Heart patients may feel the need to put on a happy face when in fact they actually feel psychologically distressed about their cardiac condition. Nicholas explains:
“This masking of genuine emotions not only increases psychological stress, but it can decrease relationship satisfaction. Whether a person uses humour to entertain their companion, start a conversation, or even enhance their likability, heart patients can be attempting to express a positive, pro-social emotion which is not genuinely felt.”
Hiding this psychological distress can have far-reaching negative outcomes, he adds. For example, heart patients who perceive poor health can experience grief and depression much like those suffering from bereavement. In fact, grieving widows and heart patients have been found to share similar negative psychological impacts including fear, anxiety, loneliness, and anger (The American Heart Association, 2010).
“The most surprising finding is that not all humour is created equal.
“The effects of negative humour appear to be more potent than positive humour. As such, it could take five positive humorous messages to counteract the health effects of one negative humour message.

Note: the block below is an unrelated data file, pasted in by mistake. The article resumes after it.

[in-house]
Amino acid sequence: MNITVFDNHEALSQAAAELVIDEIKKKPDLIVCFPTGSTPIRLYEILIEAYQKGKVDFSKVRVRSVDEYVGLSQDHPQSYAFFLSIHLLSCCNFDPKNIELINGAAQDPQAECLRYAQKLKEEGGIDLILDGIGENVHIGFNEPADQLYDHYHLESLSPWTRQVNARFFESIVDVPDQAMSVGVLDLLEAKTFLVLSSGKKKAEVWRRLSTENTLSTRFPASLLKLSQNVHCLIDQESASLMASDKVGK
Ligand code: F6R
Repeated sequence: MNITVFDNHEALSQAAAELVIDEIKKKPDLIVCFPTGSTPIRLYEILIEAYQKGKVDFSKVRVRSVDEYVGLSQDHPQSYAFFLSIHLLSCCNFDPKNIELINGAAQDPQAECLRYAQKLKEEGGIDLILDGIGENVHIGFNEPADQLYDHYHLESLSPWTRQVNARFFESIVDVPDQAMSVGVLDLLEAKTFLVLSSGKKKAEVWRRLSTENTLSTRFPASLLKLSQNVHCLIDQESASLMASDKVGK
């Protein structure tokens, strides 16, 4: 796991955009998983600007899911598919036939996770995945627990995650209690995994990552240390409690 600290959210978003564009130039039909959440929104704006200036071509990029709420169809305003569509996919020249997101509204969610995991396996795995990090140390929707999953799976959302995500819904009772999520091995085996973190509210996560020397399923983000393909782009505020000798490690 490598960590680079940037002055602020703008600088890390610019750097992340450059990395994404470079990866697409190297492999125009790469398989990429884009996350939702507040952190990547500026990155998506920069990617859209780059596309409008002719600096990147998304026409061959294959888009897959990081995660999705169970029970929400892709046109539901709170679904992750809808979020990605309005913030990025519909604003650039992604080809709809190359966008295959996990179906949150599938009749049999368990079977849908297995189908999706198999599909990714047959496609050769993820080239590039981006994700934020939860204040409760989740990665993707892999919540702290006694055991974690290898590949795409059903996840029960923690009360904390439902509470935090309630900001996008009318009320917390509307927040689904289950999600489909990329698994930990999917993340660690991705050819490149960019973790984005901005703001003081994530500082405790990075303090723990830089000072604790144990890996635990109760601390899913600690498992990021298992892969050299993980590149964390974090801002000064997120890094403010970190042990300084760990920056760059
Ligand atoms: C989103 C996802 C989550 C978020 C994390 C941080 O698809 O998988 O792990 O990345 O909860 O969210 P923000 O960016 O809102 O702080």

“So humour can possibly harm you more than help you if not used in a positive manner.”
Nicholas also found that the introduction of taboo topics through humour might be one possible explanation as to why pro-social humour in heart patients can negatively predict relationship satisfaction. Other researchers had previously found that topics become taboo when partners perceive they can harm the relationship, and are typically avoided because they are seen as risky, inefficient, or futile for the relationship.
But a cardiovascular event is a compelling reason to introduce conversations with loved ones about taboo topics such as fears, death, and the state of the relationship itself. In fact, humour can be seen as inappropriate when it involves discussion about medical diagnoses, treatment procedures, and illness outcomes.